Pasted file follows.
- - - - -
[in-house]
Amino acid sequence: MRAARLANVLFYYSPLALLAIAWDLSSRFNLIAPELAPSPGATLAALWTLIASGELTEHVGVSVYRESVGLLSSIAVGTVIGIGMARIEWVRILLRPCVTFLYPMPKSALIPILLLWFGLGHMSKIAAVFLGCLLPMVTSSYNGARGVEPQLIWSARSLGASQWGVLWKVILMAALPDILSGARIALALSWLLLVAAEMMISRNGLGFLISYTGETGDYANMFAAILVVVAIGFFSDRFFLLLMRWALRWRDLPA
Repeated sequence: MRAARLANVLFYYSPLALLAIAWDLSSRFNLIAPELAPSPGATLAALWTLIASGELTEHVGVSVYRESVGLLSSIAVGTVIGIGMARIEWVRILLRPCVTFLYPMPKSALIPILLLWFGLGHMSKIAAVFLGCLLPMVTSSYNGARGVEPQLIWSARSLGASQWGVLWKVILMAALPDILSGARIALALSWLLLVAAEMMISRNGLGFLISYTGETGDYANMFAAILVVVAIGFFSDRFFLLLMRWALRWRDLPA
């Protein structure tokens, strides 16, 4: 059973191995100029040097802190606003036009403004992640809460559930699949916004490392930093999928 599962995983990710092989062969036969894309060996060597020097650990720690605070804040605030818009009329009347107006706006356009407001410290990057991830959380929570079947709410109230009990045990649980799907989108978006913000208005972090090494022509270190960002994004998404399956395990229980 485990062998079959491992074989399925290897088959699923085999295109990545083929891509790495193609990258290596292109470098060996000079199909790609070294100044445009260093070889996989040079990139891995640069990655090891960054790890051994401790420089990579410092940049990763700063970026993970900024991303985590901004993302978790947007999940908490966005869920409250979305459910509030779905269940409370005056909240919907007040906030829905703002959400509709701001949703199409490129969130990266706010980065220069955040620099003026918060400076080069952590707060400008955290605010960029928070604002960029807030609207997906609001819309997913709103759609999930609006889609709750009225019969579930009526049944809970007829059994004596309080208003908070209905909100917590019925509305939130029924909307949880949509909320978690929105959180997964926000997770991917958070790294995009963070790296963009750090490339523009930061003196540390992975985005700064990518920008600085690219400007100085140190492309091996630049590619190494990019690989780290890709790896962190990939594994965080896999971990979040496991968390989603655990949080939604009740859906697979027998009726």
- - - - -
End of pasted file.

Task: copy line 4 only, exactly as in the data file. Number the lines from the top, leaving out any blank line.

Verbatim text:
């Protein structure tokens, strides 16, 4: 059973191995100029040097802190606003036009403004992640809460559930699949916004490392930093999928 599962995983990710092989062969036969894309060996060597020097650990720690605070804040605030818009009329009347107006706006356009407001410290990057991830959380929570079947709410109230009990045990649980799907989108978006913000208005972090090494022509270190960002994004998404399956395990229980 485990062998079959491992074989399925290897088959699923085999295109990545083929891509790495193609990258290596292109470098060996000079199909790609070294100044445009260093070889996989040079990139891995640069990655090891960054790890051994401790420089990579410092940049990763700063970026993970900024991303985590901004993302978790947007999940908490966005869920409250979305459910509030779905269940409370005056909240919907007040906030829905703002959400509709701001949703199409490129969130990266706010980065220069955040620099003026918060400076080069952590707060400008955290605010960029928070604002960029807030609207997906609001819309997913709103759609999930609006889609709750009225019969579930009526049944809970007829059994004596309080208003908070209905909100917590019925509305939130029924909307949880949509909320978690929105959180997964926000997770991917958070790294995009963070790296963009750090490339523009930061003196540390992975985005700064990518920008600085690219400007100085140190492309091996630049590619190494990019690989780290890709790896962190990939594994965080896999971990979040496991968390989603655990949080939604009740859906697979027998009726």